‘This is (Not) L.A.’ debunks 18 myths about Los Angeles and calls out the New York Times


Which of the abundant and baseless stereotypes about Los Angeles gets under your skin the most?

Is it the assertion that L.A. is a concrete wasteland, when in fact the city is a certified biodiversity hotspot teeming with wildlife and bordered by mountains and the sea?

How about the myth that we have no seasons, despite the cool weather and overcast skies that arrive like clockwork each June, the dry, crippling heat that plagues us dependably each fall and the jacaranda explosion that happens each spring?


Perhaps your defenses go up when friends from elsewhere ask, “But how do you deal with the traffic?” when their own commutes in New York, DC, or the Bay Area consume several hours each week.

My biggest pet peeve is the cliché, still occasionally espoused by my East Coast family, that the city is “fake” or “plastic.”

These myths and more are highlighted — and debunked — in the new book “This is (Not) L.A.: An Insider’s Take on Los Angeles.”

The book, which came out in the beginning of September, was conceived by longtime Angeleno Jen Bilik, the founder of Knock Knock, an independent publisher of amusing books and maker of clever gifts.

She’s also a reformed L.A.-stereotyper.

“Being from the Bay Area and then living in New York, I absorbed a double dose of the idea that L.A. sucks,” she said.

Her tune changed in the late 90s when she collaborated on a book about Hollywood history with the Chateau Marmont — “a SoCal gateway drug if ever there was one,” she writes in the epilogue of “This is (Not) L.A.”


She made the move to Los Angeles in 1998, landing in a sprawling 1950s apartment complex just under the Hollywood sign. She has been championing the city ever since.

Bilik and her co-author, former LA Weekly music editor Kate Sullivan, structured “This is (Not) L.A.” around 18 often repeated myths about Los Angeles, including “Everyone works in the biz” and “L.A. has no history.”

Admittedly, some of the stereotypes feel dated. For example, “L.A. has crappy food.” That may have been a common misconception decades ago, but has anyone, even a condescending New Yorker or defensive San Franciscan, actually thought that way recently in this era of Sqirl and Chengdu Taste?

And yet other stereotypes mentioned in the book are frequently repeated, even by long-time residents. For instance: “L.A. is a desert.” Not true! The proper term for our temperate climate is “Mediterranean,” the authors write.

I was surprised to see “L.A. traffic is horrible” included as one of the cliches about the city. As someone who now makes the psychologically harrowing commute between Mount Washington and El Segundo several times a week, I can say with authority that for some of us, L.A.’s traffic is indeed truly horrible — especially going east at rush hour.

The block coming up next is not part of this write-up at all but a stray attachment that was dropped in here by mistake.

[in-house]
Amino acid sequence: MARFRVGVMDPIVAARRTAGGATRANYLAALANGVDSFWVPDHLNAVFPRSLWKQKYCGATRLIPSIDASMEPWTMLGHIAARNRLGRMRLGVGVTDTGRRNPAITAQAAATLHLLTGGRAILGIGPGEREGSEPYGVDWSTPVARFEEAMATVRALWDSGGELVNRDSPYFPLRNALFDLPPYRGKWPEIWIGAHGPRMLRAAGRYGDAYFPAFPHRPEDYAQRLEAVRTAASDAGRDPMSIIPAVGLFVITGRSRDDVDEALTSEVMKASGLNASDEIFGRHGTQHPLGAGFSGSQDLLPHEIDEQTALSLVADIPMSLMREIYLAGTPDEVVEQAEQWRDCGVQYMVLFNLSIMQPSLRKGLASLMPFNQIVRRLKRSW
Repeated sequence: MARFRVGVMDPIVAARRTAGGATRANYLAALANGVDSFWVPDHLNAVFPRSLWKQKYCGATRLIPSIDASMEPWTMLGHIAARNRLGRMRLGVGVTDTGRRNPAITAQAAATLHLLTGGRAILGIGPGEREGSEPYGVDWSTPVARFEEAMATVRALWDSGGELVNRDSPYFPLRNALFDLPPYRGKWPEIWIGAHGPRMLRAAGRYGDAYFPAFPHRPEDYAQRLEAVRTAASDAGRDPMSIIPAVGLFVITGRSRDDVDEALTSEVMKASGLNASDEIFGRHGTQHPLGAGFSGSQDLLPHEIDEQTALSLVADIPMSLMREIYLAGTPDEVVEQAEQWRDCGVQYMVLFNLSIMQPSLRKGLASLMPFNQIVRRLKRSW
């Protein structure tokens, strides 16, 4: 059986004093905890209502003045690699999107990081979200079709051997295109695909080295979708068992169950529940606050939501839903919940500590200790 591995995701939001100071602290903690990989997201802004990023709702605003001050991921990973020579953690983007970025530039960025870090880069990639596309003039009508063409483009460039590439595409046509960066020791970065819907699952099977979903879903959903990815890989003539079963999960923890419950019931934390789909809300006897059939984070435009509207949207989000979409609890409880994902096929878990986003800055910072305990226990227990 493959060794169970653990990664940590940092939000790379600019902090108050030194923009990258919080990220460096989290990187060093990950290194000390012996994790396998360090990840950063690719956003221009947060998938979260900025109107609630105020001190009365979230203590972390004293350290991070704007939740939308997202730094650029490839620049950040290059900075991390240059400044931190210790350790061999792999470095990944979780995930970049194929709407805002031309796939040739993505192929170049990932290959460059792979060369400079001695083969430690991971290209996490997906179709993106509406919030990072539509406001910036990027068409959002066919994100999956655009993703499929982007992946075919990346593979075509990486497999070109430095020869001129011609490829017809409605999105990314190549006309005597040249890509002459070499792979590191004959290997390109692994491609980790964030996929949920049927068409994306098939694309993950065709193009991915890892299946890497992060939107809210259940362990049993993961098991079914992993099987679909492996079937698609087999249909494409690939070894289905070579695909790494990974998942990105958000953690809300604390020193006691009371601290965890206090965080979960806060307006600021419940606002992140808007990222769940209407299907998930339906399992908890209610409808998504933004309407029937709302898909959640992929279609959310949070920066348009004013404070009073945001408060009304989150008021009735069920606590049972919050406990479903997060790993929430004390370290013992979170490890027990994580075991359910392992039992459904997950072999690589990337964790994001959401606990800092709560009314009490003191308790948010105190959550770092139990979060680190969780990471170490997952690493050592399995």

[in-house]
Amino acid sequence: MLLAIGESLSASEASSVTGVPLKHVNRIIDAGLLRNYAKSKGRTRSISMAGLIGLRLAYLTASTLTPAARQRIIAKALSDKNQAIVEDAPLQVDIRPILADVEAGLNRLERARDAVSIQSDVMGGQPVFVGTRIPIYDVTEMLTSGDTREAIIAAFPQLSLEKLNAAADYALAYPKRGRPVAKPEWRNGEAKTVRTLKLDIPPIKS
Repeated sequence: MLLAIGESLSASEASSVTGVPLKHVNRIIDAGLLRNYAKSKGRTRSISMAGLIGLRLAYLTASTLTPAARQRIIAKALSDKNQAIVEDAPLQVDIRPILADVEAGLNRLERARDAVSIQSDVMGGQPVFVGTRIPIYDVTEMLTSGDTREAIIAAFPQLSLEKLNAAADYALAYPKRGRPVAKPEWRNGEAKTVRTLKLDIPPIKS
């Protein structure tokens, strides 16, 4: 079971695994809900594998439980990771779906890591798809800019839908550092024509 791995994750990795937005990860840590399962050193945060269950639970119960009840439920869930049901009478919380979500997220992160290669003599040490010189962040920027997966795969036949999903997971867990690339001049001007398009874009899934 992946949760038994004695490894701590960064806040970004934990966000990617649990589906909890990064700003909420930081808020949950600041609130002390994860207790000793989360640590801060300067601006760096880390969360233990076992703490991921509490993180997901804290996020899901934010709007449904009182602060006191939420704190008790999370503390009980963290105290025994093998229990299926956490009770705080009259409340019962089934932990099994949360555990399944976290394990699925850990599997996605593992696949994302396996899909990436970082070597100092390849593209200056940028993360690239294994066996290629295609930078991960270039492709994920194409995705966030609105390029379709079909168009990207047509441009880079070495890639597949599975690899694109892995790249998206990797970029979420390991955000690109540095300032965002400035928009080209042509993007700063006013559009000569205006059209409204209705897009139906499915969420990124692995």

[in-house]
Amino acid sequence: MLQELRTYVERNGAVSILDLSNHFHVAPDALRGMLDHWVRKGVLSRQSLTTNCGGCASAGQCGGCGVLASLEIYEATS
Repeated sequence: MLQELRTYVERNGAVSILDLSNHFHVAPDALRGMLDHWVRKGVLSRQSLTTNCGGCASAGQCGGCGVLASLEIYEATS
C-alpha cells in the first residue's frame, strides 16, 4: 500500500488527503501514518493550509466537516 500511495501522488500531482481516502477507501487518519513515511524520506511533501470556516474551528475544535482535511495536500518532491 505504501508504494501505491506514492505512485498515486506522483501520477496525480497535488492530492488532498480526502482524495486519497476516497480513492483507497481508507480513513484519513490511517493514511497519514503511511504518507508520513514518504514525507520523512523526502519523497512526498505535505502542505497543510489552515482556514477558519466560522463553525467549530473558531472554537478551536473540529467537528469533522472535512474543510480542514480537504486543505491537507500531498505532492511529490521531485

However, Bilik and Sullivan cite studies that claim the average length of an L.A. commute is just 32.2 minutes. That’s shorter than the average commute of people living in Boston, Atlanta, Chicago, Washington, D.C., and New York. In addition, they claim that the percentage of Angelenos with mega-commutes of 90 minutes or more each way is lower than in New York, San Francisco and Washington, D.C.

“What we were trying to get at is the question, ‘Is it just us or is it everywhere?’ And if it’s everywhere, why do we get such a bad rap for it?” Bilik said.

Media savvy readers will appreciate the two page spread dedicated to the New York Times’ consistently clichéd coverage of the city which inevitably includes references to yoga pants, urban sprawl, celebrities and juice.

“It’s so infuriating because we have no shortage of people who know L.A., but instead they send in these seagulls who squawk, [poop] and go,” Bilik said.

To celebrate the launch of the book, Bilik recently gathered four LA writers for a public discussion at the Natural History Museum of Los Angeles. The subject was L.A. — the good, the bad and the unexpected.

The evening began with Good Food host Evan Kleiman reading from an introduction to the book by the city’s greatest interpreter and advocate, the late Jonathan Gold.

“San Francisco likes to think of Los Angeles as the place where civilization went to die,” Kleiman read. “We think of San Francisco as a pleasant place to spend a weekend.”

The audience of roughly 200 people laughed loudly.

Next, Bilik lobbed questions at the panelists like “In the last month what most surprised you about Los Angeles?” and “What are the most misunderstood things about LA?”

Magazine writer Ed Leibowitz said the thing that surprised him most was when he discovered the place where he used to get a $25 pizza pie is now charging $10 a slice.

“I do think LA is just one big earthquake from being affordable again,” he said.

Panelist Patty Rodriguez, who is a senior producer at On Air With Ryan Seacrest and co-founder of the Lil’ Libros bilingual children’s book publishing company said one of the greatest misconceptions she hears is that all Latinos in the city are Mexicans. “We’re not,” she said.

But the best question came toward the end of the event, when an audience member asked the five L.A. aficionados on stage — Bilik included — to share their favorite L.A. secret, or hack.

Essayist Lynell George’s response was the most universal. Her tip is that if you want to explore the city, try getting up early Sunday morning when the streets and freeways are empty and you can glide through neighborhoods unimpeded by traffic.

“It has to be before 12,” she said. “But if you do that, you will be amazed by what you can see.”

Bilik’s new book busted some of LA’s most entrenched and annoying stereotypes; maybe her next one will reveal more of our enigmatic city’s hidden secrets.